Apple switching to its own modems

Yoused

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In '85, I was using a 300 baud modem to hit local bbs's after the family had gone to bed. Good times!
When I was in HS, the ASR TTY (upper-case only) was connected to the school district HP2000C mainframe by a 110 baud modem. We were supposed to do our programs offline, onto the paper tape drive, or the pencil-mark Hollerith cards for the card reader, but we always preferred to do the stuff online. There was a nice dot-matrix terminal with a 300baud modem, but that was in the school office, so we almost never got to use it.
 

jbailey

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When I was in HS, the ASR TTY (upper-case only) was connected to the school district HP2000C mainframe by a 110 baud modem. We were supposed to do our programs offline, onto the paper tape drive, or the pencil-mark Hollerith cards for the card reader, but we always preferred to do the stuff online. There was a nice dot-matrix terminal with a 300baud modem, but that was in the school office, so we almost never got to use it.
Sounds familiar including the HP2000. We had a decwriter though and the teacher who ran the computer room knew his stuff. Eventually he replaced the 110 baud phone coupler with a modem the size of small filing cabinet that was always connected. I think it was 1200 baud which in 1979 was very impressive. My senior year in HS we got two CP/M microcomputers from Northstar. That was when I decided I wanted to be software engineer.
 

Yoused

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My senior year in HS we got two CP/M microcomputers from Northstar. That was when I decided I wanted to be software engineer.
CP/M made you want to be a software engineer? Really? Sheesh. That is almost, but not quite, like saying I was inspired to become a programmer after learning C***L.
 
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Cmaier

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CP/M made you want to be a software engineer? Really? Sheesh. That is almost, but not quite, like saying I was inspired to become a programmer after learning C***L.

TRS-80 Model I - our school had exactly one, and only 7 or 8 of us were permitted to come in early 2 days a week to use it - propelled me toward my career as a … Oh, shit. Forgot. I‘m a lawyer now.

Well, you get the point.
 

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For me it was a book on BASIC in the 8th grade. I didn't actually have access to a computer. But I read that book cover to cover multiple times. Probably 3-4 times throughout the year.

The following year, my 9th grade science teacher had a Commodore Pet. I retained everything from the book I'd read the previous year and hit the ground running.

Then a year or two later, I was around for the very first computer science class at our school using TRS-80's.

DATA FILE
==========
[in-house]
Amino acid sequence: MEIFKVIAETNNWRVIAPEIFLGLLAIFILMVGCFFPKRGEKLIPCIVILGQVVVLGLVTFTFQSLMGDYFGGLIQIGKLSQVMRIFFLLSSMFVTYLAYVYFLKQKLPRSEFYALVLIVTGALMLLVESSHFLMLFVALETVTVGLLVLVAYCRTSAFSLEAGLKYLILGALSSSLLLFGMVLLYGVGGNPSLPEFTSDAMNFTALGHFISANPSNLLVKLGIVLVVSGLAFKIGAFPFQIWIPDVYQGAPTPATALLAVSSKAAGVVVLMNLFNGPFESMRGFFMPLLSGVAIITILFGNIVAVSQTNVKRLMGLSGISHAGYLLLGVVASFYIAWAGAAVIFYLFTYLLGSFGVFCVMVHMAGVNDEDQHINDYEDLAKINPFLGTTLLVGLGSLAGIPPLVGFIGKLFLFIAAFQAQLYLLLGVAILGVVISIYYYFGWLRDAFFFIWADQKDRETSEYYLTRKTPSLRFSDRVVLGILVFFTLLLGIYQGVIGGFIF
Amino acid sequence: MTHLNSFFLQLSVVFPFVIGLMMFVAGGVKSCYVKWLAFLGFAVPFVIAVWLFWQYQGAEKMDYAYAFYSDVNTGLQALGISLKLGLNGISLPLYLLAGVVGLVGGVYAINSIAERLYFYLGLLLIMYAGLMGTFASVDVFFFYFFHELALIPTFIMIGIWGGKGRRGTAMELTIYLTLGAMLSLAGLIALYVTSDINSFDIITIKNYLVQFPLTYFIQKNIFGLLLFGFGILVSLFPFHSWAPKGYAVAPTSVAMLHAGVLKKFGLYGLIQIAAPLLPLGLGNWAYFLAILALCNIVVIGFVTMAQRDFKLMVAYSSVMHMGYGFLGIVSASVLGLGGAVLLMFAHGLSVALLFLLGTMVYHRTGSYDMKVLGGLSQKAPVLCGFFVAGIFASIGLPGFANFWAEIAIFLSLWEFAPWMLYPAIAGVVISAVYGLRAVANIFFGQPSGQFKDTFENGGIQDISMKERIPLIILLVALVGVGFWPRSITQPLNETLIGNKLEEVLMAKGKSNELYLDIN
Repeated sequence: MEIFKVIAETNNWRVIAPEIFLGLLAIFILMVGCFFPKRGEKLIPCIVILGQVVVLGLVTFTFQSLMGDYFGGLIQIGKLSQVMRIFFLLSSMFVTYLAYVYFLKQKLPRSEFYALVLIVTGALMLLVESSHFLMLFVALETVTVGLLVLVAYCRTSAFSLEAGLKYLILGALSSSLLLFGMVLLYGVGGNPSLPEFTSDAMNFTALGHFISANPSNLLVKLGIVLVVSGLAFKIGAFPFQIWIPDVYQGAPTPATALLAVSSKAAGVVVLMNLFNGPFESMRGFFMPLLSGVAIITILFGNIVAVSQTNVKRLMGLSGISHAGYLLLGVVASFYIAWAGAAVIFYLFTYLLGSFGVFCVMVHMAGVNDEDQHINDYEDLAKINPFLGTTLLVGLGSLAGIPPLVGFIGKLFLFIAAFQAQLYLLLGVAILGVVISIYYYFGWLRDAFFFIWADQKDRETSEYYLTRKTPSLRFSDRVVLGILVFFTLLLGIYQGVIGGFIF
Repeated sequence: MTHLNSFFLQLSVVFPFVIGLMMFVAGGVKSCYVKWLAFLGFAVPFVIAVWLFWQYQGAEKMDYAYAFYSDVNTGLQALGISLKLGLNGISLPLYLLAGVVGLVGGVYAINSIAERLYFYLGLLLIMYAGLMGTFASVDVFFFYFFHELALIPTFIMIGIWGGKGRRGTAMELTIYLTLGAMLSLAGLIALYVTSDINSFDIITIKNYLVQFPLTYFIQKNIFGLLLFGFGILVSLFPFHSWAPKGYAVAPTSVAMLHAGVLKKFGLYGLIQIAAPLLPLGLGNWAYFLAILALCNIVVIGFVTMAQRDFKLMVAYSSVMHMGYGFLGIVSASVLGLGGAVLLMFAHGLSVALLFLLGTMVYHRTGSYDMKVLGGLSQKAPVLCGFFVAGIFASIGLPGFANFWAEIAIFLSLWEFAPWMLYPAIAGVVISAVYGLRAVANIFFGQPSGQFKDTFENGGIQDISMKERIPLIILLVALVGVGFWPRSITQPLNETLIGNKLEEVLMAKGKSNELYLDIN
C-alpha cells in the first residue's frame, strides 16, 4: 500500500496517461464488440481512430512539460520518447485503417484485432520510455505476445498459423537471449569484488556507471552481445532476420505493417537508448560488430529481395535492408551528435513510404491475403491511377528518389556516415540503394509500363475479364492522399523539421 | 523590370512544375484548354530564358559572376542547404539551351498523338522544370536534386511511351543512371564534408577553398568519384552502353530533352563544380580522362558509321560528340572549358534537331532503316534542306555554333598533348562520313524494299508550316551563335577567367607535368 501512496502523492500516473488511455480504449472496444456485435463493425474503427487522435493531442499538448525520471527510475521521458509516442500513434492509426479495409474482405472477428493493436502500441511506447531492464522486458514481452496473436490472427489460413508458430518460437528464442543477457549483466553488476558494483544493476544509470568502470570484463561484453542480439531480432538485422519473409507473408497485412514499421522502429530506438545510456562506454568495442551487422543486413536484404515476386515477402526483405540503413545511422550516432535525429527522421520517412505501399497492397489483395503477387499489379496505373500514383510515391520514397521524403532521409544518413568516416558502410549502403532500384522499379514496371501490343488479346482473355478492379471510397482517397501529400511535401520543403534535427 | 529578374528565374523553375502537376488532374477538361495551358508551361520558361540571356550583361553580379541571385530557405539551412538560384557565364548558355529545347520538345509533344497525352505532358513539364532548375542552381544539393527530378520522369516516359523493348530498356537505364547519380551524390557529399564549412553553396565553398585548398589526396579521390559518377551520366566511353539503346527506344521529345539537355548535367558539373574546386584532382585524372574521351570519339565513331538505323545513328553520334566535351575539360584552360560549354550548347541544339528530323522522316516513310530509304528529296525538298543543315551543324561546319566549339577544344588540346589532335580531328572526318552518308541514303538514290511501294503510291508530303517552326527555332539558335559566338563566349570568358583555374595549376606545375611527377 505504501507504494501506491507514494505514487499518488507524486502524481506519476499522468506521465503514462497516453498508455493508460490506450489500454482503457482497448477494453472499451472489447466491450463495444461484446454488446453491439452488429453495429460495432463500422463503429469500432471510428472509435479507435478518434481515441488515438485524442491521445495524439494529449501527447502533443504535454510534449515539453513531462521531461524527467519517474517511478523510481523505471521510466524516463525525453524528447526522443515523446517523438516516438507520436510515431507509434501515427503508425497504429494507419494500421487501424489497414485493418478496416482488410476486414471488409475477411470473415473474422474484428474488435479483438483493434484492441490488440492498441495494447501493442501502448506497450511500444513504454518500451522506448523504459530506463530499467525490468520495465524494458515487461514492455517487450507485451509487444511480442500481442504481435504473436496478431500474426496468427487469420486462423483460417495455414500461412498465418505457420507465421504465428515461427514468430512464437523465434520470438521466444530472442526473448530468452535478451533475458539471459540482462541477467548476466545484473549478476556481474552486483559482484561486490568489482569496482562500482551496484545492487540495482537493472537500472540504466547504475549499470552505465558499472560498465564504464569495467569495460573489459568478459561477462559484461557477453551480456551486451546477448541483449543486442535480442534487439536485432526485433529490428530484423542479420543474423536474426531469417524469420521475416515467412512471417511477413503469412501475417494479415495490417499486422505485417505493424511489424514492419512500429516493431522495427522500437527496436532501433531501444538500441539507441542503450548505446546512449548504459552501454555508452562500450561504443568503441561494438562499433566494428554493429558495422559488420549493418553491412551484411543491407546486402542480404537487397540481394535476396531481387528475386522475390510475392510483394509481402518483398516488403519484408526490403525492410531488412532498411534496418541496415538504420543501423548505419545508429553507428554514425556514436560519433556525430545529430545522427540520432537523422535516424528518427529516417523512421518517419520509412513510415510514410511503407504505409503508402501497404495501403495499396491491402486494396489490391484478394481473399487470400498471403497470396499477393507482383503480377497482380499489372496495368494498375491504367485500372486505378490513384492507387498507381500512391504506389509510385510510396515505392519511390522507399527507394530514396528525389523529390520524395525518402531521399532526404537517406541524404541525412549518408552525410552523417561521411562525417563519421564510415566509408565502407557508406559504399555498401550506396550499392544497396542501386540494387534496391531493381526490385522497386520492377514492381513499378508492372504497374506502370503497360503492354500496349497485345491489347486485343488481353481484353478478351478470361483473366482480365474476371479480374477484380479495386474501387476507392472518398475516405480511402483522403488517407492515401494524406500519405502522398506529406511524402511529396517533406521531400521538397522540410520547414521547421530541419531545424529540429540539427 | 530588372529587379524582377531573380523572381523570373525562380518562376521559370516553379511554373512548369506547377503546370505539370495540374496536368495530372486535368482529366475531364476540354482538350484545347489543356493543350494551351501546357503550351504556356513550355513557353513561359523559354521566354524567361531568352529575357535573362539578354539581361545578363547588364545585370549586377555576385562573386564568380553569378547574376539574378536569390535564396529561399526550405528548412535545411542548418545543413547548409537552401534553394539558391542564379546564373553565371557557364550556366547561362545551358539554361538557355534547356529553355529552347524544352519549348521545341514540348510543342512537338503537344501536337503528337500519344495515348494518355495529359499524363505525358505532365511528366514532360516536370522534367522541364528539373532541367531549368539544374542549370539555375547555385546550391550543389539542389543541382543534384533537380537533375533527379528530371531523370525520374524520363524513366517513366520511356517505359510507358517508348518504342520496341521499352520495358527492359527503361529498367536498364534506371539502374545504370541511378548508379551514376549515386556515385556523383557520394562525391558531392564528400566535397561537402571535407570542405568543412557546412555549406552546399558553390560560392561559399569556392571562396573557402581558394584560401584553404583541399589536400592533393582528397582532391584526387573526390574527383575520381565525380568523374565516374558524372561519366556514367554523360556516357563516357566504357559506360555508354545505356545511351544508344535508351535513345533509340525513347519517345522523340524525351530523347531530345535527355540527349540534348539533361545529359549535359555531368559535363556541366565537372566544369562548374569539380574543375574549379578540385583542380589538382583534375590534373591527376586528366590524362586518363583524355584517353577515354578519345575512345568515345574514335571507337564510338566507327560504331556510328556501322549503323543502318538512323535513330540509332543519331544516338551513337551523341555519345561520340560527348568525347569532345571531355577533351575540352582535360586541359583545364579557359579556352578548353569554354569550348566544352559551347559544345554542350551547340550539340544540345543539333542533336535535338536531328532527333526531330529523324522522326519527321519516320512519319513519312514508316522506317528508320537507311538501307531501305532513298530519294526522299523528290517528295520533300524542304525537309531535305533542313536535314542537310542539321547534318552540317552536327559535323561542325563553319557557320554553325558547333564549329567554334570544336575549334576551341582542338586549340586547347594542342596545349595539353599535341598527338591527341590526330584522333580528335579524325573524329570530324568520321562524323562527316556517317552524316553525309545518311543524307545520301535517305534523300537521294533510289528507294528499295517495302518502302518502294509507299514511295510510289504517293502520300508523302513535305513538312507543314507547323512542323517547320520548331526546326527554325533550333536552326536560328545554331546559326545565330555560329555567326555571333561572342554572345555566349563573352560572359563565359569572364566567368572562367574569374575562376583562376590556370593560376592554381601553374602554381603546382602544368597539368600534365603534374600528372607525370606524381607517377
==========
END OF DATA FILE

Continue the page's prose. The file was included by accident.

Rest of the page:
So I've been at this since the 8th grade.
 

citypix

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For me it started with an IMSAI 8080 computer kit, which cost $400. A pretty good deal since buying an 8080 cpu in singles was $400 back then. I designed and wire-wrapped my own video card which drove a surplus Ball display. I converted a Friden Flexowriter that was never meant to be a printer, to a printer. A little later bought an old Kleinshmidt drum printer, the real deal - pretty amazing technology.

Purchasing a 4K memory card kit I was soon living large. After that a Northstar floppy disk (double sided - 360 kbytes!) meant I could load and run BASIC. I worked for a company (ESL Inc) which encouraged people to have personal projects and could use their test equipment - as long as it was on your own time, so it was set up and running there. You could even sign out equipment over the weekend to take home. An outstanding place to work. I still have my IMSAI 8080 and Northstar floppy disk - it's been underneath the house in a box for a long time. So...that's how I learned to program, though I'm not really a programmer, rather a hardware and systems engineer.

I also attended loads of Homebrew Computer Club meetings at Stanford's linear accelerator (SLAC) complex. Loads of small companies would show their wares and programs.
 

Yoused

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I am not sure I ever saw an actual Imsai, but I did see several Altairs. First time I ever played with a personal computer, the owner had a game on it called "chasing the bit" which ran on the binary input display and you tried to flip the switch as the scanning bit passed over the position but propagated more scanning bits if you missed. Then some while later I was briefly able to use a keyboard and big TV on someone else's Altair after he loaded basic (probably the MS Basic that caused such a kerfuffle) into it from a paper tape drive. Good times.
 

citypix

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I am not sure I ever saw an actual Imsai, but I did see several Altairs. First time I ever played with a personal computer, the owner had a game on it called "chasing the bit" which ran on the binary input display and you tried to flip the switch as the scanning bit passed over the position but propagated more scanning bits if you missed. Then some while later I was briefly able to use a keyboard and big TV on someone else's Altair after he loaded basic (probably the MS Basic that caused such a kerfuffle) into it from a paper tape drive. Good times.

Whoa! I remember chasing the bit now that you mentioned it. And the MITS Altair 8800, the original 8080 computer, that got the ball rolling with the S-100 Bus. The IMSAI was kind of a knockoff of that, and a bit less money, IIRC.
 
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Whoa! I remember chasing the bit now that you mentioned it. And the MITS Altair 8800, the original 8080 computer, that got the ball rolling with the S-100 Bus. The IMSAI was kind of a knockoff of that, and a bit less money, IIRC.